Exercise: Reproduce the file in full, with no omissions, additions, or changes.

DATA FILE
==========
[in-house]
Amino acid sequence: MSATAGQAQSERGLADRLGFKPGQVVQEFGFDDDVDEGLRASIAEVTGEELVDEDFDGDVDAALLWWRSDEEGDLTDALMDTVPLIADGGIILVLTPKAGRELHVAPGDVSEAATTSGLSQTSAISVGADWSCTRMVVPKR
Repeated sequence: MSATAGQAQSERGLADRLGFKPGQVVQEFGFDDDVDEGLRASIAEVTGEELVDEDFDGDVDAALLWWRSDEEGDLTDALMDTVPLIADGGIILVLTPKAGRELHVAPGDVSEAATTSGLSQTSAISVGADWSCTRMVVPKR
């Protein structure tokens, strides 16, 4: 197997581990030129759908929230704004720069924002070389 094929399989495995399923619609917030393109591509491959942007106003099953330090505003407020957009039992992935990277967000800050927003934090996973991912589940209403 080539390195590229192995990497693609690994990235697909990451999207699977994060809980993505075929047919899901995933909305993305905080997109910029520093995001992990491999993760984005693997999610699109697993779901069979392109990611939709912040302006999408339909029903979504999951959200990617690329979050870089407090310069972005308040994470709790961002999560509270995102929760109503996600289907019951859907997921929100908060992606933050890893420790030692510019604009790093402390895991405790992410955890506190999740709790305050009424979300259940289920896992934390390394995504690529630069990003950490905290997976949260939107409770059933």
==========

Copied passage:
[in-house]
Amino acid sequence: MSATAGQAQSERGLADRLGFKPGQVVQEFGFDDDVDEGLRASIAEVTGEELVDEDFDGDVDAALLWWRSDEEGDLTDALMDTVPLIADGGIILVLTPKAGRELHVAPGDVSEAATTSGLSQTSAISVGADWSCTRMVVPKR
Repeated sequence: MSATAGQAQSERGLADRLGFKPGQVVQEFGFDDDVDEGLRASIAEVTGEELVDEDFDGDVDAALLWWRSDEEGDLTDALMDTVPLIADGGIILVLTPKAGRELHVAPGDVSEAATTSGLSQTSAISVGADWSCTRMVVPKR
């Protein structure tokens, strides 16, 4: 197997581990030129759908929230704004720069924002070389 094929399989495995399923619609917030393109591509491959942007106003099953330090505003407020957009039992992935990277967000800050927003934090996973991912589940209403 080539390195590229192995990497693609690994990235697909990451999207699977994060809980993505075929047919899901995933909305993305905080997109910029520093995001992990491999993760984005693997999610699109697993779901069979392109990611939709912040302006999408339909029903979504999951959200990617690329979050870089407090310069972005308040994470709790961002999560509270995102929760109503996600289907019951859907997921929100908060992606933050890893420790030692510019604009790093402390895991405790992410955890506190999740709790305050009424979300259940289920896992934390390394995504690529630069990003950490905290997976949260939107409770059933």